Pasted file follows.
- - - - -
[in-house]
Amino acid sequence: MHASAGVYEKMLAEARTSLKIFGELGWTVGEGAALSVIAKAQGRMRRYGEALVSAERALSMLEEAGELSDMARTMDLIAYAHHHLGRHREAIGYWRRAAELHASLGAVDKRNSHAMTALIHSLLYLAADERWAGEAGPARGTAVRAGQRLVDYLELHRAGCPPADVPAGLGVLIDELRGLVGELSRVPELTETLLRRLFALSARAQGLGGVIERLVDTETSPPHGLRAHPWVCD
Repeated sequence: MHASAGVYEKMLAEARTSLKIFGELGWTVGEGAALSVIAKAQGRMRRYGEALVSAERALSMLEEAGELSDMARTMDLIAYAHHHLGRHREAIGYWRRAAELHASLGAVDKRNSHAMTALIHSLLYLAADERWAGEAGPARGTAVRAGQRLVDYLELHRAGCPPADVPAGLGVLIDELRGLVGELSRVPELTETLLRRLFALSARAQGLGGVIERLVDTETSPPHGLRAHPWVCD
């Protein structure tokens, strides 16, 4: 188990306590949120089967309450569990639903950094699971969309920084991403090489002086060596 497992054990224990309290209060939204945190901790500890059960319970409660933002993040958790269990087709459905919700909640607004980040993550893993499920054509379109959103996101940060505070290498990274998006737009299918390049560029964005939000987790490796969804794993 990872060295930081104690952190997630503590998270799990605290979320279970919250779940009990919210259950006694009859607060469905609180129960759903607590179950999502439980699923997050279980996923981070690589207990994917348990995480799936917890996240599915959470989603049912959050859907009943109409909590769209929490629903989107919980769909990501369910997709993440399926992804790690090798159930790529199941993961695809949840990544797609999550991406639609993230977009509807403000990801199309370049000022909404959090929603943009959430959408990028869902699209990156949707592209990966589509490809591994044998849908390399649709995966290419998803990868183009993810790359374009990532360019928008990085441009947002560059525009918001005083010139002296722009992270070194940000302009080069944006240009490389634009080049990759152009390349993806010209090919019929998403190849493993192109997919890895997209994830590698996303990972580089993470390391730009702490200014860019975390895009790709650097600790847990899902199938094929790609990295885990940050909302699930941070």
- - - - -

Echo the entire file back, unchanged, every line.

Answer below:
[in-house]
Amino acid sequence: MHASAGVYEKMLAEARTSLKIFGELGWTVGEGAALSVIAKAQGRMRRYGEALVSAERALSMLEEAGELSDMARTMDLIAYAHHHLGRHREAIGYWRRAAELHASLGAVDKRNSHAMTALIHSLLYLAADERWAGEAGPARGTAVRAGQRLVDYLELHRAGCPPADVPAGLGVLIDELRGLVGELSRVPELTETLLRRLFALSARAQGLGGVIERLVDTETSPPHGLRAHPWVCD
Repeated sequence: MHASAGVYEKMLAEARTSLKIFGELGWTVGEGAALSVIAKAQGRMRRYGEALVSAERALSMLEEAGELSDMARTMDLIAYAHHHLGRHREAIGYWRRAAELHASLGAVDKRNSHAMTALIHSLLYLAADERWAGEAGPARGTAVRAGQRLVDYLELHRAGCPPADVPAGLGVLIDELRGLVGELSRVPELTETLLRRLFALSARAQGLGGVIERLVDTETSPPHGLRAHPWVCD
């Protein structure tokens, strides 16, 4: 188990306590949120089967309450569990639903950094699971969309920084991403090489002086060596 497992054990224990309290209060939204945190901790500890059960319970409660933002993040958790269990087709459905919700909640607004980040993550893993499920054509379109959103996101940060505070290498990274998006737009299918390049560029964005939000987790490796969804794993 990872060295930081104690952190997630503590998270799990605290979320279970919250779940009990919210259950006694009859607060469905609180129960759903607590179950999502439980699923997050279980996923981070690589207990994917348990995480799936917890996240599915959470989603049912959050859907009943109409909590769209929490629903989107919980769909990501369910997709993440399926992804790690090798159930790529199941993961695809949840990544797609999550991406639609993230977009509807403000990801199309370049000022909404959090929603943009959430959408990028869902699209990156949707592209990966589509490809591994044998849908390399649709995966290419998803990868183009993810790359374009990532360019928008990085441009947002560059525009918001005083010139002296722009992270070194940000302009080069944006240009490389634009080049990759152009390349993806010209090919019929998403190849493993192109997919890895997209994830590698996303990972580089993470390391730009702490200014860019975390895009790709650097600790847990899902199938094929790609990295885990940050909302699930941070």